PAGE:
Cruel to be kind: New citizen patrols will scare Edmonton coyotes with sticks and tennis balls


Volunteers armed with tennis balls, sticks and cans filled with coins will be a new kind of soldier in the conservation battle to keep Alberta’s urban coyotes wild.  

A new program will see citizens trained to seek the animals out in Edmonton’s residential areas and give them a good scare.

If the animals don’t flee when approached, volunteers will throw balls, wave sticks and generally make a ruckus. 

It’s a cruel-to-be-kind approach. The idea is to keep the canines fearful of humans, said biologist Colleen Cassady St. Clair.

Urban coyotes can become too bold, leading to unwanted interactions with people and pets.

Projectiles, obnoxious noise

“We are filling tennis balls with sand to make them the weight of baseballs. Anyone can learn to throw a baseball with quite a bit of accuracy,” St. Clair said in an interview with Alberta at Noon.

“The goal will be to use this tool, along with making some obnoxious noise like shaking a can full of coins and running after the coyote, to teach it greater wariness.” 

The sand-filled tennis balls will be wrapped in flagging tape because waving flags are “weirdly frightening” to wildlife, especially canines, said St. Clair, a professor in the department of biological sciences at the University of Alberta.

Umbrellas may also be deployed.

“Umbrellas, think about how weird those are to an animal,” she said. “It starts to approach and suddenly this massive, solid-looking device just grows out of nowhere.”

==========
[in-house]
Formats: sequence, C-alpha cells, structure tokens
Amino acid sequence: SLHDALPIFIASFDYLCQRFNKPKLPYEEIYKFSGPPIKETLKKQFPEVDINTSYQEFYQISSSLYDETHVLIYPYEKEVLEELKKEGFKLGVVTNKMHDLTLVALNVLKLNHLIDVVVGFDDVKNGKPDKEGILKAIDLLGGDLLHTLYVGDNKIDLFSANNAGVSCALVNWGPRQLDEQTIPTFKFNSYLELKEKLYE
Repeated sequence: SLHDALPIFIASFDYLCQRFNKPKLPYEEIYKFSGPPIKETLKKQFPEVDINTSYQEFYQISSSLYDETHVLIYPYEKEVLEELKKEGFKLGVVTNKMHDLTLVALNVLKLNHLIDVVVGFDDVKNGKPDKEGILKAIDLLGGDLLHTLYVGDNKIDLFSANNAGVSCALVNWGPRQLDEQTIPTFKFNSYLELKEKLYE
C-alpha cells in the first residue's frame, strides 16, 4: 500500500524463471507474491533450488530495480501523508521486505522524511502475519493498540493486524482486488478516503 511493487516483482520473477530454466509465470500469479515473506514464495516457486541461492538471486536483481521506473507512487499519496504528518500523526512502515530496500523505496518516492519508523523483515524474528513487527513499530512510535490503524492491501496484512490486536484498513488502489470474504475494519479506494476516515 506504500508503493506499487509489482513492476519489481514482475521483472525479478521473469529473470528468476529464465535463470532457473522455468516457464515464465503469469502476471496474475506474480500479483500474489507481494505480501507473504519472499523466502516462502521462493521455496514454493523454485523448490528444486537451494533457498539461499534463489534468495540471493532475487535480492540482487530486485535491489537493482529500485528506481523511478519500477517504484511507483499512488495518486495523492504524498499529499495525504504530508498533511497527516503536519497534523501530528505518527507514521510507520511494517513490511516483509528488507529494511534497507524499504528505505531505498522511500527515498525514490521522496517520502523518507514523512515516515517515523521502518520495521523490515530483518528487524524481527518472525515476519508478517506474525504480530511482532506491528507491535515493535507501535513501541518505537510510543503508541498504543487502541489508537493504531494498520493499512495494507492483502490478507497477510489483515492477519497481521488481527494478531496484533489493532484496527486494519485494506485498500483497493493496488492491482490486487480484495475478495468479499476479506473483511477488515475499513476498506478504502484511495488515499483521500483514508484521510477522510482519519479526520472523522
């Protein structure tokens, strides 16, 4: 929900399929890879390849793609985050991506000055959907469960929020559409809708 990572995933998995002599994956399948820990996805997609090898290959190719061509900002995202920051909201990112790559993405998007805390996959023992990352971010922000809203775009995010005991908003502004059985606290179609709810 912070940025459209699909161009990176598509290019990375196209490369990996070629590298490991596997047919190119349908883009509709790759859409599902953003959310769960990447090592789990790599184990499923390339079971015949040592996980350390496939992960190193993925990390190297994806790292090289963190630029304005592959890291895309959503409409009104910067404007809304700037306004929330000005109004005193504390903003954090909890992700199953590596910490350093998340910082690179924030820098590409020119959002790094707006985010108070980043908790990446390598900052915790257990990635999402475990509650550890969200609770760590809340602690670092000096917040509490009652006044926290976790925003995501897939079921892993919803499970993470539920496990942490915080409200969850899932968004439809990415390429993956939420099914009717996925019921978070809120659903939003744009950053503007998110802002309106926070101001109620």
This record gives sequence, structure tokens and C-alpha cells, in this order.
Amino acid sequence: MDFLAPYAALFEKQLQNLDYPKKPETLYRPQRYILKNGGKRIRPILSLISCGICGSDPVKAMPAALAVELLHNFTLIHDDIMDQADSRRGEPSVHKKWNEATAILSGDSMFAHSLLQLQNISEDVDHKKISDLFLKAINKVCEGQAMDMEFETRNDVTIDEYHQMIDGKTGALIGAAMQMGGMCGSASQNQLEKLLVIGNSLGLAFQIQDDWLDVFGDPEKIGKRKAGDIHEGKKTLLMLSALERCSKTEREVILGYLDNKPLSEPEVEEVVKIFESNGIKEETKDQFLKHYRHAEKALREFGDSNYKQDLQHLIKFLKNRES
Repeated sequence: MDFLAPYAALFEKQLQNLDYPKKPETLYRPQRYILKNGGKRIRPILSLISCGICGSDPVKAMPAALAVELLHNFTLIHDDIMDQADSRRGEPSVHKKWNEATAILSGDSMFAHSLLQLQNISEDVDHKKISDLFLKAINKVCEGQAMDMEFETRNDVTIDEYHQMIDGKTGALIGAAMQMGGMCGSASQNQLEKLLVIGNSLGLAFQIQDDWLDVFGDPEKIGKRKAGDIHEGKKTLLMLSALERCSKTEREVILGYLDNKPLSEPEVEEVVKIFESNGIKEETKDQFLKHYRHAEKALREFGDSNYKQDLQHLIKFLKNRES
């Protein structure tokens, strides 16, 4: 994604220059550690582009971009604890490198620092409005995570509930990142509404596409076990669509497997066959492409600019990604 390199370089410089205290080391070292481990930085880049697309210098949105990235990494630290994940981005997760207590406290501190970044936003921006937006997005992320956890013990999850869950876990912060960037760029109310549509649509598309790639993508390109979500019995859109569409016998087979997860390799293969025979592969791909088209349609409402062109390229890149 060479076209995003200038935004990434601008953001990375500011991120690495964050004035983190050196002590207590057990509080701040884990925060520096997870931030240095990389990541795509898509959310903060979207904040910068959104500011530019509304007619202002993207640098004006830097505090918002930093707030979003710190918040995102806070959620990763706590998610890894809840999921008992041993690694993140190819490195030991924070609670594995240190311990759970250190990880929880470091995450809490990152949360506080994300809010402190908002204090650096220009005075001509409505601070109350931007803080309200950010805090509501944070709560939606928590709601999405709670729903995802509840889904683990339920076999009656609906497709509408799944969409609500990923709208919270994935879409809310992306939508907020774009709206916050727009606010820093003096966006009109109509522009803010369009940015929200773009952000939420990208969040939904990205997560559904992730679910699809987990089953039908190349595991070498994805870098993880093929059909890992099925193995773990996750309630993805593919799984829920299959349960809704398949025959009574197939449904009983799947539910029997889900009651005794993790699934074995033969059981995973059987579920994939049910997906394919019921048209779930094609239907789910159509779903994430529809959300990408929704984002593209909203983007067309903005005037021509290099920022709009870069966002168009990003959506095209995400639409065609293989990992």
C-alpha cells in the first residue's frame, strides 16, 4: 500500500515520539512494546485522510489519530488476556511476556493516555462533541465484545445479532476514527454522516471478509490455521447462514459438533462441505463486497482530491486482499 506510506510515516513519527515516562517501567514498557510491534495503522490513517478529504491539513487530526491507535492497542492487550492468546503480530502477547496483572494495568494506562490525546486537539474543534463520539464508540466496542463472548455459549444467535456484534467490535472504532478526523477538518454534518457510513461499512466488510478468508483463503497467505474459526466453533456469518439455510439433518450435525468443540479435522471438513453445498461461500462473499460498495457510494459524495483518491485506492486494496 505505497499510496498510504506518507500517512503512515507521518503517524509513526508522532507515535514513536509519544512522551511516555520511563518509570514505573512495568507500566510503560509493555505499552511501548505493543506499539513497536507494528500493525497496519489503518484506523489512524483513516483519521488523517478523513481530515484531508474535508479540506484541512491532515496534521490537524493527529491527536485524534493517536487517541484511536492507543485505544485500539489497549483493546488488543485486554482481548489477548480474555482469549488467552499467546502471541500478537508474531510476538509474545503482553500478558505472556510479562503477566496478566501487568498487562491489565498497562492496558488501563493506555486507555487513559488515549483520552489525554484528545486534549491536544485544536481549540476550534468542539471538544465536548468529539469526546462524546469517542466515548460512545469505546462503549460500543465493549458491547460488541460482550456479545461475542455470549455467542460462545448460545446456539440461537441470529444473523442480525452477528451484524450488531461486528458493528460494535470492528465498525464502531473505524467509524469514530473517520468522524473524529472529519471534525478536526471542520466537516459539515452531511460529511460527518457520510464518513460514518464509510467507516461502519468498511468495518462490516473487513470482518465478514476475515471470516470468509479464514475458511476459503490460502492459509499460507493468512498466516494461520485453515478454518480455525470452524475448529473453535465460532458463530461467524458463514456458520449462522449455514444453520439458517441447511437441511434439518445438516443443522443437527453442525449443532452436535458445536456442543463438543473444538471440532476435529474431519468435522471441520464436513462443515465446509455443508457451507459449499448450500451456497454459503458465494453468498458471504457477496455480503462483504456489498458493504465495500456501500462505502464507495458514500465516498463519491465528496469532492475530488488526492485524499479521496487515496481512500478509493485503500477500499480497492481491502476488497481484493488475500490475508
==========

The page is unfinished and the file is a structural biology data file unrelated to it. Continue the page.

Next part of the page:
St. Clair and the Edmonton Urban Coyote Project are helping oversee the research project which is being conducted with Gabrielle Lajeunesse as part of her masters of science at the University of Alberta. 

The research team is preparing to recruit volunteers in a handful of Edmonton neighbourhoods where there have been frequent reports of conflict with coyotes. Neighbourhoods will be invited to participate next month. 

Volunteers will be canvassing for coyotes between January and May. Around eight volunteers will be needed in each neighbourhood and will be deployed in areas where emboldened coyotes have been recently spotted. 

The researchers will then measure the effects on coyote behaviour in the targeted neighbourhoods in comparison to designated control neighbourhoods via both reports by the public and reactions by coyotes.  

“We’ll have both treatment and control neighbourhoods,” she said.

“One of the specific goals will be to prevent coyotes from feeling comfortable enough to have dens in residential areas. It seems there’s been an increase in that in recent years and that’s a very acute source of conflict.” 

Similar scare tactics have been used on bears living in national parks and other protected areas for more than two decades, St. Clair said. 

A small number of rangers are trained to use projectiles, such as rubber bullets, on bears that have become habituated to human food.

 St. Clair is hopeful coyotes will also learn to keep their distance. She encourages anyone who encounters a coyote in a residential area to give them a good fright. 

While any kind of noise will do the trick, she prefers to clap her hands, charge at the animal and yell “bad coyote.

“I’m anthropomorphizing here, but coyotes do seem to look over their shoulder like, ‘What is that middle-aged woman doing chasing me and throwing these things at me and yelling?

“‘It is a bit hilarious, as an image, but I do think it could rapidly increase the wariness of coyotes that have learned from repeated encounters with humans that they don’t need to fear them.” 



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